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September 30, 2011     Post-Gazette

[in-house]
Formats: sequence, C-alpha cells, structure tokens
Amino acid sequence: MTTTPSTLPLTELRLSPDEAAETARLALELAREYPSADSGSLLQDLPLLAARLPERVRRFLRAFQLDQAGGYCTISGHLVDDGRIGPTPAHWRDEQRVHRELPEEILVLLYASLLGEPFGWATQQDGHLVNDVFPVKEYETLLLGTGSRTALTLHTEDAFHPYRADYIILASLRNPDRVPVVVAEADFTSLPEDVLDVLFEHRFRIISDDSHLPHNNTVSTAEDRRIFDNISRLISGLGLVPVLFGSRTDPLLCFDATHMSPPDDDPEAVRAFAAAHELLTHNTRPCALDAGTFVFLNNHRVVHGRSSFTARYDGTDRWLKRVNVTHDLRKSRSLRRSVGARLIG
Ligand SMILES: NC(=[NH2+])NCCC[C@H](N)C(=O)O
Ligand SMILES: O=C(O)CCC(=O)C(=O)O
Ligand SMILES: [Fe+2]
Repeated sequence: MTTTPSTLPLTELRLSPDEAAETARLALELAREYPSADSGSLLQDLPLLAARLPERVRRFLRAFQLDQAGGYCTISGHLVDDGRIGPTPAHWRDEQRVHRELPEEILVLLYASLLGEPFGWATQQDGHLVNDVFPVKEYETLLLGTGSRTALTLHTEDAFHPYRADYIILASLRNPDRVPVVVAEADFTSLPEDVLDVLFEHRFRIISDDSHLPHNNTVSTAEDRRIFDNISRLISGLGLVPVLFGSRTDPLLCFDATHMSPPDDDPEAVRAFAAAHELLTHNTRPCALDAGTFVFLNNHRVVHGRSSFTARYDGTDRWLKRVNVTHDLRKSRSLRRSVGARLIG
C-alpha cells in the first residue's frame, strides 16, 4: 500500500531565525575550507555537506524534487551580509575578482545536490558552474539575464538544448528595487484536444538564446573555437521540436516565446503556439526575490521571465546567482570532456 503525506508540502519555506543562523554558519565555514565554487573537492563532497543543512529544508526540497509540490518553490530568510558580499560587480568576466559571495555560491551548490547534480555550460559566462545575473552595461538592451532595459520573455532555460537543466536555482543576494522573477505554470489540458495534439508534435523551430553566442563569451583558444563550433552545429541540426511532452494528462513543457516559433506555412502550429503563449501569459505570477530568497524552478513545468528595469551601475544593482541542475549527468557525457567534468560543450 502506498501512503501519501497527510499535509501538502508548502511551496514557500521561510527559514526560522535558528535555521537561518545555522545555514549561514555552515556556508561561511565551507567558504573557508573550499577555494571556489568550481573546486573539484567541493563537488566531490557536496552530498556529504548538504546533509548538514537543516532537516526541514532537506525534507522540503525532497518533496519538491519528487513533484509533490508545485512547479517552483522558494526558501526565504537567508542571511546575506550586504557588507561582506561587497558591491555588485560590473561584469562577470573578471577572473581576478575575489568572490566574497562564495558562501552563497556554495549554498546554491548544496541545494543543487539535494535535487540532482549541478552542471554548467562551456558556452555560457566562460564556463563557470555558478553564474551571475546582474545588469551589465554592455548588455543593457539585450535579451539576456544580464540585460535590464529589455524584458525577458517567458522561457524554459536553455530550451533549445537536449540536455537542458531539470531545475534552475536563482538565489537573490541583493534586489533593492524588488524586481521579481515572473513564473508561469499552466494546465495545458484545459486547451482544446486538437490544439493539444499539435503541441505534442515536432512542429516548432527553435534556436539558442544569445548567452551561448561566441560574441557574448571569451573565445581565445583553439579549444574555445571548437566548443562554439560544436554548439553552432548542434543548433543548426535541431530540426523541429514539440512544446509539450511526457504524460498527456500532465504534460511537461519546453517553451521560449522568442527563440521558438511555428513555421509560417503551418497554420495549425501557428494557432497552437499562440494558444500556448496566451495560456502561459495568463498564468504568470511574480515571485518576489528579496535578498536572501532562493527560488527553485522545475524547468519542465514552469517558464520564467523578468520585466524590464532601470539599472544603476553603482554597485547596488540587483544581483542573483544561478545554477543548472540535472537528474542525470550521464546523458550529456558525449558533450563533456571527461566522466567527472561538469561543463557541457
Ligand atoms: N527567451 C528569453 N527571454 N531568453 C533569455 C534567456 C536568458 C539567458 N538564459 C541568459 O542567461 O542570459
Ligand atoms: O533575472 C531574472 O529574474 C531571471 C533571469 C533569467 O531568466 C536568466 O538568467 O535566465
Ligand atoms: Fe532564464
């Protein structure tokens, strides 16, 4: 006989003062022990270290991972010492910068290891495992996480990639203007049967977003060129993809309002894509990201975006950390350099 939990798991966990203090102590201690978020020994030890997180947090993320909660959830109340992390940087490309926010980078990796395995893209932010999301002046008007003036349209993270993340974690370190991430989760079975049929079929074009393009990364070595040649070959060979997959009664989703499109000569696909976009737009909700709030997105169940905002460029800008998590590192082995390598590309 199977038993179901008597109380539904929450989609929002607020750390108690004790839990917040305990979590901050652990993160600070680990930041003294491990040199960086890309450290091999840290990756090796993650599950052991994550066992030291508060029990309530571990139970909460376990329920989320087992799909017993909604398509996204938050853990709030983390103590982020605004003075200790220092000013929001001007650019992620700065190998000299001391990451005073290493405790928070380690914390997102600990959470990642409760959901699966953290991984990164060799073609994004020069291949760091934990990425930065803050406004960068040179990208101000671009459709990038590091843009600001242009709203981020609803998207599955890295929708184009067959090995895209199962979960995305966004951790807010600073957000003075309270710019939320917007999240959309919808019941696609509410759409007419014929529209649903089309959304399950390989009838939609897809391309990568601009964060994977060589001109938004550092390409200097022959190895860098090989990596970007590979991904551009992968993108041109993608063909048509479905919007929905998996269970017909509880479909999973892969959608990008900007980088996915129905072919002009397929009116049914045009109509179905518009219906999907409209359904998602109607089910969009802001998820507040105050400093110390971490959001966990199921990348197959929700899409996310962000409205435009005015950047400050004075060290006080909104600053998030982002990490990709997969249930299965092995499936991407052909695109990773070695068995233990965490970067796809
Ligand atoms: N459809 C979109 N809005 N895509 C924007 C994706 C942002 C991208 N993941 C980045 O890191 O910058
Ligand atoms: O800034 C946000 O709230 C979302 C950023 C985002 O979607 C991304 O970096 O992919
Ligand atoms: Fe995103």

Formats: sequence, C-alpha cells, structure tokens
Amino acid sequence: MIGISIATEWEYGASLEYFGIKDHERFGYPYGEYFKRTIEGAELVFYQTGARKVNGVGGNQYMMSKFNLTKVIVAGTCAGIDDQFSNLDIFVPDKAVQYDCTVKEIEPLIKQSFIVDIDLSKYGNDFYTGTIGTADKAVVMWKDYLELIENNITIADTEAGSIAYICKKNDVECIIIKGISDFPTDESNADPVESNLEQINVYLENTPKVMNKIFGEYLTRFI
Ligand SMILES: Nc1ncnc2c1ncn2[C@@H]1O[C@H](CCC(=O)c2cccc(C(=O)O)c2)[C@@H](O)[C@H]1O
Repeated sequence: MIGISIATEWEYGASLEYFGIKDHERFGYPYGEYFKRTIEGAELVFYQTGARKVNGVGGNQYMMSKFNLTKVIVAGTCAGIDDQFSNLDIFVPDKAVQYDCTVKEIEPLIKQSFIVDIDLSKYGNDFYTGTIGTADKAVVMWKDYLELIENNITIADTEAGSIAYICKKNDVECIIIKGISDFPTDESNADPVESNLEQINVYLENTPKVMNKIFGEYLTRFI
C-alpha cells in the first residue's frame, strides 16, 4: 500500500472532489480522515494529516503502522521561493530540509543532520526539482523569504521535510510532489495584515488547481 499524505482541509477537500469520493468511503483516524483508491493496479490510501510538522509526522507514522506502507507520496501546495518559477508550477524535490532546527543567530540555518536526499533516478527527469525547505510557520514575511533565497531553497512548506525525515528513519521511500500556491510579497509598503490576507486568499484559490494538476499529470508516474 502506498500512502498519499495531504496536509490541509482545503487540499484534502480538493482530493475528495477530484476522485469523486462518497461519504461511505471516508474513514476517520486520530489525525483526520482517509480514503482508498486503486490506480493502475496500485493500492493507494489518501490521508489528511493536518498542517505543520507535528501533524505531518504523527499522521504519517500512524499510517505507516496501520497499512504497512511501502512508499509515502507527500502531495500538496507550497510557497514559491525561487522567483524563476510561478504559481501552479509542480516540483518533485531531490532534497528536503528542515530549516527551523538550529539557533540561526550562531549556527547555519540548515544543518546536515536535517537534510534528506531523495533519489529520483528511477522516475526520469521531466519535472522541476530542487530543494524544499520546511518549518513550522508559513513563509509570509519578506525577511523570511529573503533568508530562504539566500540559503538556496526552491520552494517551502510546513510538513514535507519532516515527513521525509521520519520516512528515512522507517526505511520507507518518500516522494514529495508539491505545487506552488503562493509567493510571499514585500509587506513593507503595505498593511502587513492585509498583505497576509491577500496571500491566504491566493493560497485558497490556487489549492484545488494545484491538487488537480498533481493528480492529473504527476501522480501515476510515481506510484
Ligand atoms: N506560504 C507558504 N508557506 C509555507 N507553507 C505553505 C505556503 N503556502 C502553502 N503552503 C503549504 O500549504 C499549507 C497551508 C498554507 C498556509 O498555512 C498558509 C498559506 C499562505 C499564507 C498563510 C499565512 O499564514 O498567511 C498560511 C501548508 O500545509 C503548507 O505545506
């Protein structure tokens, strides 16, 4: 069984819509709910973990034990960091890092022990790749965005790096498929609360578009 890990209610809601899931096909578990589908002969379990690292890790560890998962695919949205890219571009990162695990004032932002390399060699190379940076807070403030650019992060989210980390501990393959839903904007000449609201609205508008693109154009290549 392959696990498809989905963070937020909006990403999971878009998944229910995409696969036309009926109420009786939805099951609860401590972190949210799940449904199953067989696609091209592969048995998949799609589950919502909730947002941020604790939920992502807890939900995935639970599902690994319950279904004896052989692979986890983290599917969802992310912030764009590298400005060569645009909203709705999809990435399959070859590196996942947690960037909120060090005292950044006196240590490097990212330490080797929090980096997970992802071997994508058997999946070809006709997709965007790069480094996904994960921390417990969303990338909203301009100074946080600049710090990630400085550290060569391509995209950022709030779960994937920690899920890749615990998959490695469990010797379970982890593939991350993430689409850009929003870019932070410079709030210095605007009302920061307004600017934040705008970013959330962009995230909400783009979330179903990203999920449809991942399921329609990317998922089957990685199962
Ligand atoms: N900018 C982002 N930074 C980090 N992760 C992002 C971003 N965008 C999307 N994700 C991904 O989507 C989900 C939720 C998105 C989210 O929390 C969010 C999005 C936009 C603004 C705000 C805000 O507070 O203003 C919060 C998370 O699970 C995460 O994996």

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POST-GAZETTE, SEPTEMBER 30, 2011 Page 13 by John Christoforo A Nostalgic Remembrance When I was a young boy, occasionally Dad would bring us to Revere Beach for the day. He would pack us up in his old '37 Plymouth, and we would head out. My father loved the beach, but working day and night, he didn't have much time to enjoy the things he liked to do. On this particular day, he invited Nanna and Babbononno to come along. They weren't the beach type, but for some reason, never to be known, Babbononno was enthusias- tic about going, and Nanna packed a lunch for us to take along. When we arrived at the beach, Dad lucked out and found a parking space right away, and within min- utes, he was spreading out a giant sized army blanket for all to sit on. It was at that point that Nanna discovered that no one had taken the basket filled with her food. Dad told her not to worry, because when it was time to eat, there was a Joe and Nemo restaurant across the street, and lunch would be on him. What made me think back about this outing was an email I received from an old friend, Manny Gonsalves. Manny, like yours truly, is an alumnus of English High, and I was on a couple of his reunion committees a while back. Manny's email de- tailed the history of Joe and Nemo restaurants, which at one time were in many lo- cations in or near Boston. Actually, they weren't res- taurants. They were hot dog stands, and I'm sorry, Nathan's of Coney Island and New York City, you couldn't hold a candle to the Joe and Nemo hot dogs. Dad, Babbononno and I basked in the sun, but Nanna and Mom had to cover up as they had very light skin and burned easily. We romped in and out of the water, playing in the waves, which at times can be pretty good at Revere Beach. Be- fore you knew it, it was time to eat, and Dad and I headed across the street to where the amusements were and the little stand that said Joe and Nemo's above it. When it was Dad's turn to order, I heard him talk to the man behind the counter in code, "I would like twelve dogs, all around and no ends, plus five Cokes." The only thing I un- derstood was Cokes, but the counterman understood and began the task he agreed to. He opened a steamer, brought out twelve hot dog rolls, laced the inside bottom with chopped up onions, streamed some green relish across them, opened an- other steamer, dropped a hot dog atop each mix and then lathered the top of the dogs with mustard. I watched in fascination. The Coke came out of a machine and cups were filled and covered. Dad carried the dogs and I the sodas as we retraced our steps and headed back to the blanket where Morn, Nanna and Babbononno waited in anticipation. Neither Nanna nor Babbononno had ever eaten Joe and Nemo dogs. My grandfather sniffed at the lunch that was handed to him, shrugged and took a bite. The next thing I heard from him was "Oooh, questo buono." (Oh, this is good.) Nanna just nodded and ate. Each of us (five people) had two dogs each and there were two left, seeing Dad bought a dozen. Everybody looked at each other and Dad took the hint. He gave the two dogs to Nanna and Babbononno, said "Come on" to me, and we headed back across the street and returned with three more hot dogs, all around and no ends. He, Mom and I consumed our third helping of Joe and Nemo dogs, and, at that point, Mom came out with what a mother would nor- mally say considering the location and the circum- stance. "You can't go in the water for an hour after you eat, or you will get a cramp and drown!" I counted the minutes. As the years passed, I discovered several Joe and Nemo stands located throughout Boston. After ordering a dog at one of them as a young adult, I learned what "no ends" meant. The buns were baked in a slab with the two end ones hav- ing a crust. The center ones had no crust, and "no ends" meant a bun from the inside of the bunch. Of course, "all around" meant onion, relish and mustard as the garnishes. When I was in my late teens, I became a profes- sional musician, and when I booked a job, I used two lo- cal musicians, Tony Poto on piano, and Rocky Freni on drums. Tony was the only one with a car, but that Sat- urday, he told us his car was in the shop for repairs. Rocky's father offered to drive us to work and pick us up with his Packard station -- FOR YOU WHO APPRECIATE THE FINEST-- THE MUSIC FOR ALL OCCASIONS 781-648-5678 wagon. The car had enough room for the four of us, my bass violin, Rocky's drums and Tony's music. The job went well if I remember correctly, and Rocky's father was outside at midnight, as planned. While driving us home, he yelled out, "I'm hungry, would anyone like to stop for some 'nightmares?'" When I asked what he meant, he said, "'Nightmares' .,. Joe and Nemo hot dogs." We all agreed, and Mr. Freni headed for Revere Beach. It was a cold winter's night, and at that hour, the Joe and Nemo stand was the only place open. They had a spe- cial, seeing as it was winter: three hot dogs for a quarter. No, this is not a misprint. The special was three hot dogs for twenty-five cents. When it was my turn to or- der, I told the man behind the counter what I wanted. "Three dogs all around and no ends." Mr. Freni yelled out, "So, you know. That's good!" From Manny's email, I dis- covered the history of Joe and Nemo's. Joe Merlino, a first generation Italian American, owned a barber shop on Stoddard Street, just across Howard Street and the Old Howard Theater, America's first burlesque house. His friend, Izzy Shenker, sold hot dogs just outside his shop from a steam kettle. Tiring of barbering, Joe bought a bar room located next to the bar- ber shop and invited Izzy to move inside. When Izzy re- tired, Joe brought in Tony Caloggero, who had worked for him in the barber shop, to take Izzy's place. Tony's nickname was Nemo, and the two men decided to name the business after themselves. And so, Joe and Nemo's was born. When prohibition hit, the two men had to close the bar. To make up for lost busi- ness, they opened a Joe and Nemo's on Stoddard Street near the entrance of the Old Howard. They were rather successful and opened sev- eral other small hot dog stands in other parts of the city. After the repeal of pro- hibition, Joe and Nemo applied for and got the first liquor license issued in Boston. Like most empires, Joe and Nemo's rose to great heights and then fell. The last one I remember was located on Bowdoin Street, just around the corner from Boston's Government Cen- ter, the location that once had been part of the infa- mous Scollay Square. The Old Howard closed in 1953 and then burned down a while later. The West End was torn down as well as Scollay Square, beginning a decade later, and soon, Joe and Nemo's became part of the folklore of Boston's good old days. GOD BLESS AMERICA The Socially Set (Continued from Page 9) Cat Ehlen, left, and Molly Campbell enjoy the Christofle Champagne Reception. Sinatra in 1949. Carol plans to open her show with this tune which has been performed by such singers as Tony Bennett, Blossom Dearie, Abbey Lincoln, Wesla Whitfield, John Pizzarelli and many others. In 2007, Carol was the opening act for Herb Reed and the Platters as well as legendary comedian, Pat Cooper. Carol has also ap- peared on "Chronicle" as part of their "My Boston" show as well as "Sunday with Liz Walker" on WBZ-TV. She has been a regularly featured guest of WBZ-Radio 1030 host, Jordan RIch, for several years. Carol has traveled the world as a highly in-demand cruise ship en- tertainer as well. In fact, she has performed on more than 35 cruises. "Carol has an innate abil- ity to deliver a song with the best of them. Carol, you're just too marvelous for wordsF says our friend Ron Della Chiesa. ....... The "14 th Annual Feed the Hungry Gala" takes place on Wednesday, November 30, from 6:00 pm- 10:30 pm at Vincent's Night- club at Lombardo's, 6 Billings Street, in Randolph. All pro- ceeds will benefit Interfaith Social Services, a Quincy- based, non-profit organiza- tion that helps feed, clothe and support disadvantaged families and individuals throughout the South Shore. The evening will feature fine wine and delectable dessert tastings from high quality wine manufacturers (Photo by Roger Farrington) and South Shore dessert retailers, as well as hearty hors d'oeuvres provided by Lombardo's noted chefs. The festivities will include both silent and live auctions featuring great hotel, dining and shopping experiences, sports memorabilia and prize packages for the whole family, as well as interactive raffles, drawings and sur- prise giveaways. Entertainment will be pro- vided by "DJ Steve" and the evening will include guest speakers and a tribute to an ISS honoree. Interfaith Social Services was founded in 1947 with a mission to "strengthen fam- ily life and offer assistance to anyone in need" in South Shore towns. Last year, ISS' programs helped more than 30,000 local residents and distributed more than 430,000 pounds of food to hungry families and indi- viduals. Tickets may be purchased on line at www.interfaith socialservices.org and will not be sold at the door. For more information, contact Rick Doane, Executive Director, at rdoane@interfaithsocials ervices.org or by phone at 617-773-6203. Enjoy! (Be sure to visit Hilda Morrill's gardening website, www.bostongardens.com. In addition to events covered and reported by the columnist, "The Socially Set" is compiled from various other sources such as news and press re- leases, PRNewswire services, etc.) K 3  Fully Insured Lic #017936 Mechanical Heating & Air Conditioning Sales, Service & Installation Ken Shallow 617.593.6211 kenskjs@aol.com